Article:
8,000,000     $ 500     $ -     $ (93,187 )   $ (92,687 )
                                         
Sale of common stock
    1,500,000       15,000       -       -       15,000  
                                         
Net income (loss) for the year
    -       -       -       (12,635 )     (12,635 )
                                         
Balances at December 31, 2012
    9,500,000     $ 15,500     $ -     $ (105,822 )   $ (90,322 )

(1) As retroactively restated for an 80,000 for 1 forward stock split effective April 18, 2012.


The accompanying notes are an integral part of the financial statements.

 
 
F-4

 


CANFIELD MEDICAL SUPPLY, INC.
STATEMENTS OF CASH FLOWS
 
   
   
Year Ended
Dec. 31, 2011
   
Year Ended
Dec. 31, 2012
 
             
Cash Flows From Operating Activities:
           
  Net income (loss)
  $ (53,096 )   $ (12,635 )
                 
  Adjustments to reconcile net loss to net cash provided by
   (used for) operating activities:
               
      Accounts receivable
    6,309       (955 )
      Accounts payable
    815       (6,142 )
      Bad debt expense
    -       3,180  
      Accrued interest payable
    277       (277 )
        Net cash provided by (used for) operating activities
    (45,695 )     (16,829 )
                 
Cash Flows From Investing Activities:
    -       -  
                 
        Net cash provided by (used for) investing activities
    -       -  
                 
Cash Flows From  Financing Activities:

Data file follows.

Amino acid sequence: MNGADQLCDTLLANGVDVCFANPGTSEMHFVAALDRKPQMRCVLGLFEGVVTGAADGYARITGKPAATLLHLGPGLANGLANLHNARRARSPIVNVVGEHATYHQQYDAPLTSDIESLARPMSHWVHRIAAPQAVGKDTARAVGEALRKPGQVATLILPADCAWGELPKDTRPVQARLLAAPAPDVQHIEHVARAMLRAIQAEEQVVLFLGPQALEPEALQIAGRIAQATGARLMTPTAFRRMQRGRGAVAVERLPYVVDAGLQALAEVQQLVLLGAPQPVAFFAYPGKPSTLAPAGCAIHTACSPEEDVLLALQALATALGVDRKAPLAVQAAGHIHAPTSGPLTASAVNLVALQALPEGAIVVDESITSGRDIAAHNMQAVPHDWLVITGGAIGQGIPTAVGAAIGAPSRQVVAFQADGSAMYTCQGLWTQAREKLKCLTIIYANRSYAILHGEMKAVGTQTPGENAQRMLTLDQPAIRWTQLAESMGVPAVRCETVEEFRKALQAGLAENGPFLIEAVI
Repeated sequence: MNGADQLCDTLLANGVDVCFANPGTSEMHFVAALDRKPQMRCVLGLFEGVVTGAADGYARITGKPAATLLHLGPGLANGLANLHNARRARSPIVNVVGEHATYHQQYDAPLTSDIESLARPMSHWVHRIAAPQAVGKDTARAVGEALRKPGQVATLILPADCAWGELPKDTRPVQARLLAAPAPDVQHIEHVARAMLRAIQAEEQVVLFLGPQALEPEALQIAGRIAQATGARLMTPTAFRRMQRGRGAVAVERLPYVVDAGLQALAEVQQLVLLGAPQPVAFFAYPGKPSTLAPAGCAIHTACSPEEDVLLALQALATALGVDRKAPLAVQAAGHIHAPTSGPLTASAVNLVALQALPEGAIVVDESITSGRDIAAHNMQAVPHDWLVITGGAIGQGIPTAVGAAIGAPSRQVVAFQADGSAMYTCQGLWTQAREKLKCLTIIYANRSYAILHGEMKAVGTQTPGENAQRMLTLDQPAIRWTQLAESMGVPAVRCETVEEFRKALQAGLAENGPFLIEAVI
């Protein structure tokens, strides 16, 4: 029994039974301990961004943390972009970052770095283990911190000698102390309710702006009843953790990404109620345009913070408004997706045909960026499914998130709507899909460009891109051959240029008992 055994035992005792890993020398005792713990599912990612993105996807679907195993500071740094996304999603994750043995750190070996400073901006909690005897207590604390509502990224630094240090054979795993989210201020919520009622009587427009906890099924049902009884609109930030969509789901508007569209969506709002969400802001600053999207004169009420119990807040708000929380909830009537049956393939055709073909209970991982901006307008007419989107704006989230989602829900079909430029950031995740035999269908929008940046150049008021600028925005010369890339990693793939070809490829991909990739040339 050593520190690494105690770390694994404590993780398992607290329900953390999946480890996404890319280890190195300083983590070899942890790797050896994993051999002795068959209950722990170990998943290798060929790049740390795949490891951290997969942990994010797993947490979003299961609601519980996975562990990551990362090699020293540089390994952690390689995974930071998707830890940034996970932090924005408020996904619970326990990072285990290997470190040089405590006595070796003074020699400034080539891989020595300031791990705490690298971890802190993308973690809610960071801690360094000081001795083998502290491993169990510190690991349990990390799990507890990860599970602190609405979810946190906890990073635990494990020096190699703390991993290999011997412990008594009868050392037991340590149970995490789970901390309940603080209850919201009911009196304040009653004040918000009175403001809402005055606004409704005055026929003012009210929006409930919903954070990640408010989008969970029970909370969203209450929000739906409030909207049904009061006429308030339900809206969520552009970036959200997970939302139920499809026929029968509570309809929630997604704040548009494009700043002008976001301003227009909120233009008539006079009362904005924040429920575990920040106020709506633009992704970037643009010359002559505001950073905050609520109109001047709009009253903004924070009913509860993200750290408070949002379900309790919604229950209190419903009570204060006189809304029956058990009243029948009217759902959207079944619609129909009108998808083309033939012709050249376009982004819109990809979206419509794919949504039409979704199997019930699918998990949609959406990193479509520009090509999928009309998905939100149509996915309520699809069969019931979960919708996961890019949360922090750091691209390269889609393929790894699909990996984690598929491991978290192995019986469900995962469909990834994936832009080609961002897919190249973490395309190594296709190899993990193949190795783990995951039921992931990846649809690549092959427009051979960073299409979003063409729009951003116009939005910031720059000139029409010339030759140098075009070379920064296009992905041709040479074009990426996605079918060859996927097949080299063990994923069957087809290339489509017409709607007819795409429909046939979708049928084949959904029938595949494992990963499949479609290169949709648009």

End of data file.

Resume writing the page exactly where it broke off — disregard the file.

Notes payable - payments
    (2,750 )     (3,250 )
  Related party payables
    -       6,000  
  Sales of common stock
    -       15,000  
        Net cash provided by (used for) financing activities
    (2,750 )     17,750  
                 
Net Increase (Decrease) in Cash
    (48,445 )     921  
                 
Cash At The Beginning Of The Period
    54,876       6,431  
                 
Cash At The End Of The Period
  $ 6,431     $ 7,352  
                 
Schedule Of Non-Cash Investing And Financing Activities
               
                 
None
               
                 
Supplemental Disclosure
               
                 
Cash paid for interest
  $ 3,149     $ 3,599  
Cash paid for income taxes
  $ -     $ -  
 
The accompanying notes are an integral part of the financial statements.

 
 
F-5

 

CANFIELD MEDICAL SUPPLY, INC.
NOTES TO FINANCIAL STATEMENTS
December 31, 2011 and 2012

NOTE 1. ORGANIZATION, OPERATIONS AND SUMMARY OF SIGNIFICANT ACCOUNTING POLICIES

Canfield Medical Supply, Inc. (the “Company”), was incorporated in the State of Ohio on September 3, 1992, and changed domicile to Colorado on April 18, 2012. The Company sells medical supplies to clinics, hospitals and other end users.

Use of Estimates

The preparation of financial statements in conformity with generally accepted accounting principles requires management to make estimates and assumptions that affect reported amounts of assets and liabilities and disclosure of contingent assets and liabilities at the date of the financial statements and the reported amounts of revenues and expenses during the reporting period. Actual results could differ from those estimates.

Cash and cash equivalents

The Company considers all highly liquid investments with an original maturity of three months or less as cash equivalents.

Accounts receivable

The Company reviews accounts receivable periodically for collectability and establishes an allowance for doubtful accounts and records bad debt expense when deemed necessary. At December 31, 2011 and 2012 the Company had no balance in its allowance for doubtful accounts.

Property and equipment

Property and equipment are recorded at cost and depreciated under accelerated or straight line methods over each item's estimated useful life.

Revenue recognition